Traditionally (see Johnson et al., 2005, for instance), the (population) standardised skewness and kurtosis can be denoted as

$\sqrt{\beta_1}= \frac{\mu_3}{\sigma^3}\;\;$ and $\;\;\beta_2= \frac{\mu_4}{\sigma^4}$,

respectively, where $\mu_r$ stands for the $r$-th central moment and $\sigma$ denotes the standard deviation of the random variable being considered.

My question is two-fold:

(1) I am curious. Where do those $\beta_1$ and $\beta_2$ actually come from? How/why do they appear? It is just a notation question. How are they originated?

(2) I am confused. Does $\sqrt{\beta_1}$ actually mean $\pm\sqrt{\beta_1}$? I mean, the standadised skewness index $\mu_3/\sigma^3$ can be negative, if I am not wrong. So, why the square root on $\beta_1$? What kind of notation is that? So, this is also a notation question, but in this case I am not sure whether I have correctly understood the meaning of $\sqrt{\beta_1}$.


Johnson, N. L., Kemp, A. W., & Kotz, S. (2005). Univariate Discrete Distributions (3rd ed.). https://doi.org/10.1002/0471715816

  • 1
    $\begingroup$ Both these questions are discussed to some small extent as asides in other answers and comments but it may be worth having a question to address them directly $\endgroup$
    – Glen_b
    Commented Oct 23, 2019 at 3:38

1 Answer 1


This goes back to Pearson (1895) [1]. He used $\beta_1$ to refer to the square of the moment-based skewness coefficient, and $\beta_2$ to refer to the corresponding kurtosis. (I don't think they appear in his 1893 paper.)

Specifically on p351 he defines

$\beta_1 = \frac{\mu_3^2}{\mu_2^3}$ and $\beta_2=\frac{\mu_4}{\mu_2^2}$.

Why exactly he chose to do it that way, I am unsure, but it did simplify a couple of things he was talking about (slightly -- both at that point and elsewhere) and he may simply have not thought beyond that immediate need when he wrote it.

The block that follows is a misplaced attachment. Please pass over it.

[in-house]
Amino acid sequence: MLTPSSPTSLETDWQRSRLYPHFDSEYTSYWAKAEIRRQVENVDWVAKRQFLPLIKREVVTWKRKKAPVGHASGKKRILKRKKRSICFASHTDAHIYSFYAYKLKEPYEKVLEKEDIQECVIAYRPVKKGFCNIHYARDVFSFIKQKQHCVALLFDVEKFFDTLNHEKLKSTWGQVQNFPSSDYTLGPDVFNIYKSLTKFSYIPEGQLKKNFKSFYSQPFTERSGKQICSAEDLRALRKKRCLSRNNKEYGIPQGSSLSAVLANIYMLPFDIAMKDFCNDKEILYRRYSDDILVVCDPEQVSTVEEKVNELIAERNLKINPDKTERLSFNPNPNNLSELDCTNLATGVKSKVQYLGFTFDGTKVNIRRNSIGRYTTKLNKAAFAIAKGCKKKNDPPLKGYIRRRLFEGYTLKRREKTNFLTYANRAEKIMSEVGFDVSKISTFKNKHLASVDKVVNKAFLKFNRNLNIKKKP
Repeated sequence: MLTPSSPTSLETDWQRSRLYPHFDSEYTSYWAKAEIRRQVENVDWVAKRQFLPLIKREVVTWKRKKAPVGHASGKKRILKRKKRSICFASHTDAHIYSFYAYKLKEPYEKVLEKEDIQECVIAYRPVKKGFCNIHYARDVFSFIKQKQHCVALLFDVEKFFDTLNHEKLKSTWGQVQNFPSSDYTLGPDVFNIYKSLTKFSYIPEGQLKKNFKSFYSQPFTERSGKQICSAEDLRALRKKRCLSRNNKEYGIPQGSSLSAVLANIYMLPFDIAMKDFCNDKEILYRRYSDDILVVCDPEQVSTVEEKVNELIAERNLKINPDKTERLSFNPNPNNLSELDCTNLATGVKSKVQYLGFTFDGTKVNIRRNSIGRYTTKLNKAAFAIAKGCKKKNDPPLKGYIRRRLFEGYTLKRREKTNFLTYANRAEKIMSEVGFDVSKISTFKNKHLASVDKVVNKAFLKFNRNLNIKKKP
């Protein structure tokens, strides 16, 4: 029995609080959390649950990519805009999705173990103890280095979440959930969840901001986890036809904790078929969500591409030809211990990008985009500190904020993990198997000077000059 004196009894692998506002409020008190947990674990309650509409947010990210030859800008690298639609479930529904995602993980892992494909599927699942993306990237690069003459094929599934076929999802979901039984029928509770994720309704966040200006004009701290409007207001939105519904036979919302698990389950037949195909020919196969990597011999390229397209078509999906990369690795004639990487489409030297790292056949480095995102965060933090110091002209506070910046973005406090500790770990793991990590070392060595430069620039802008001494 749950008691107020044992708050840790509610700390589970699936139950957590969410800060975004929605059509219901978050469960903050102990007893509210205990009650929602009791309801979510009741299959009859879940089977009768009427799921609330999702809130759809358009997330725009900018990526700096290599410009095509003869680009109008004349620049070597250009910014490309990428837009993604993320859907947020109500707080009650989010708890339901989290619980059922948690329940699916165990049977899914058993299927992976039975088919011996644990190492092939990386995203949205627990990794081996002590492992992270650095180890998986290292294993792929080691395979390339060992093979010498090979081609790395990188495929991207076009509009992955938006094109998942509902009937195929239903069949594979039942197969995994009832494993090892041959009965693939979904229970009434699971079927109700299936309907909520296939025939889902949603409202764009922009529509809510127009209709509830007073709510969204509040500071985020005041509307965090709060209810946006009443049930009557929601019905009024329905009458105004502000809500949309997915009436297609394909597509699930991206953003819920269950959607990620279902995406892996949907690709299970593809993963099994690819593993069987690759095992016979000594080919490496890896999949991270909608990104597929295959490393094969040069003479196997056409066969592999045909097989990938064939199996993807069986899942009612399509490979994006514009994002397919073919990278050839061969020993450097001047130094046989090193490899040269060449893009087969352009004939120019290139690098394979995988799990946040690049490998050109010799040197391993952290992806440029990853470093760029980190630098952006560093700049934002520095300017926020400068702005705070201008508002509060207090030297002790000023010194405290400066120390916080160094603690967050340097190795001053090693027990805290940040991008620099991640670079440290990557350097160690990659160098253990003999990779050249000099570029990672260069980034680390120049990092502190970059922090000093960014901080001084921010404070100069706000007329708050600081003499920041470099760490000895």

Most of the real data he dealt with was mildly right skew; it may not have been seen as especially important to worry about the negative skewness case when he was initially writing about it.

This definition in the 1895 paper led to $\sqrt{\beta_1}$ being used to refer to the skewness coefficient $\frac{\mu_3}{\mu_2^{3/2}}$ (i.e. to be whatever the original signed quantity was, not the principal root of $\beta_1$). This is confusing, sometimes even to people very well aware of the convention. It leads to a consequent error in a paper by Doane on histogram bins for example, where the meaning of $\sqrt{\beta_1}$ changes in the paper from the original signed skewness to the principal root of $\beta_1$ without warning.

Its fairly common these days to use $\gamma_1$ for the skewness, and then to write $\beta_1=\gamma_1^2$ if need be, which avoids the issue.

[1]: Pearson, Karl (1895). "Contributions to the mathematical theory of evolution, II: Skew variation in homogeneous material".
Philosophical Transactions of the Royal Society. 186: 343–414. pdf


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